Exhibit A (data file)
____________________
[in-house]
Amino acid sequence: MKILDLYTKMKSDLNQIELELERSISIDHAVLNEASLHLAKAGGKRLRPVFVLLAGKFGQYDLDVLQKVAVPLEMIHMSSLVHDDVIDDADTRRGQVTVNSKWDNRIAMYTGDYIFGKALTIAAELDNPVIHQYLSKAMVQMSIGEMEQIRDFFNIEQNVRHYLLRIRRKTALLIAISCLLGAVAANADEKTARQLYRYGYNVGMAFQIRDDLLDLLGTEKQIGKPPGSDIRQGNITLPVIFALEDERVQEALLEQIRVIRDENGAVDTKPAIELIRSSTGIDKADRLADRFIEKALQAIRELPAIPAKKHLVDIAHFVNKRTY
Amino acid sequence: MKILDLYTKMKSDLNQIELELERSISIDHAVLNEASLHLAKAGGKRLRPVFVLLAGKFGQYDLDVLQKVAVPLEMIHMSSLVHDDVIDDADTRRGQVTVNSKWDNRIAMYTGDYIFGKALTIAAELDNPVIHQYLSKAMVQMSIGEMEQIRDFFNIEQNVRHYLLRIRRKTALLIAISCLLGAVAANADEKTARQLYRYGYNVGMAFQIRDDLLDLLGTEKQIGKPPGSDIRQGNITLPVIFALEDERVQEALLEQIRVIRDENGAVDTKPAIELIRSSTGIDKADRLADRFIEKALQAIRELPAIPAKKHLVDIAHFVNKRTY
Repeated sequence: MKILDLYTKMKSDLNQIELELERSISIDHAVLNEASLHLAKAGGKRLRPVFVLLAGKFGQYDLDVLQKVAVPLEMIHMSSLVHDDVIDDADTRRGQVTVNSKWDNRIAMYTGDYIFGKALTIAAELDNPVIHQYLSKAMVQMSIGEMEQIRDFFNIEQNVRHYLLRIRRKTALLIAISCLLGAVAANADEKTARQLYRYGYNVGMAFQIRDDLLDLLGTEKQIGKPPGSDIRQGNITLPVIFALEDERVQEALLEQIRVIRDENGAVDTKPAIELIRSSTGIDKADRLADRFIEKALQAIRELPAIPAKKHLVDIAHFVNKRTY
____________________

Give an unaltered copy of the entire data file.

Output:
[in-house]
Amino acid sequence: MKILDLYTKMKSDLNQIELELERSISIDHAVLNEASLHLAKAGGKRLRPVFVLLAGKFGQYDLDVLQKVAVPLEMIHMSSLVHDDVIDDADTRRGQVTVNSKWDNRIAMYTGDYIFGKALTIAAELDNPVIHQYLSKAMVQMSIGEMEQIRDFFNIEQNVRHYLLRIRRKTALLIAISCLLGAVAANADEKTARQLYRYGYNVGMAFQIRDDLLDLLGTEKQIGKPPGSDIRQGNITLPVIFALEDERVQEALLEQIRVIRDENGAVDTKPAIELIRSSTGIDKADRLADRFIEKALQAIRELPAIPAKKHLVDIAHFVNKRTY
Amino acid sequence: MKILDLYTKMKSDLNQIELELERSISIDHAVLNEASLHLAKAGGKRLRPVFVLLAGKFGQYDLDVLQKVAVPLEMIHMSSLVHDDVIDDADTRRGQVTVNSKWDNRIAMYTGDYIFGKALTIAAELDNPVIHQYLSKAMVQMSIGEMEQIRDFFNIEQNVRHYLLRIRRKTALLIAISCLLGAVAANADEKTARQLYRYGYNVGMAFQIRDDLLDLLGTEKQIGKPPGSDIRQGNITLPVIFALEDERVQEALLEQIRVIRDENGAVDTKPAIELIRSSTGIDKADRLADRFIEKALQAIRELPAIPAKKHLVDIAHFVNKRTY
Repeated sequence: MKILDLYTKMKSDLNQIELELERSISIDHAVLNEASLHLAKAGGKRLRPVFVLLAGKFGQYDLDVLQKVAVPLEMIHMSSLVHDDVIDDADTRRGQVTVNSKWDNRIAMYTGDYIFGKALTIAAELDNPVIHQYLSKAMVQMSIGEMEQIRDFFNIEQNVRHYLLRIRRKTALLIAISCLLGAVAANADEKTARQLYRYGYNVGMAFQIRDDLLDLLGTEKQIGKPPGSDIRQGNITLPVIFALEDERVQEALLEQIRVIRDENGAVDTKPAIELIRSSTGIDKADRLADRFIEKALQAIRELPAIPAKKHLVDIAHFVNKRTY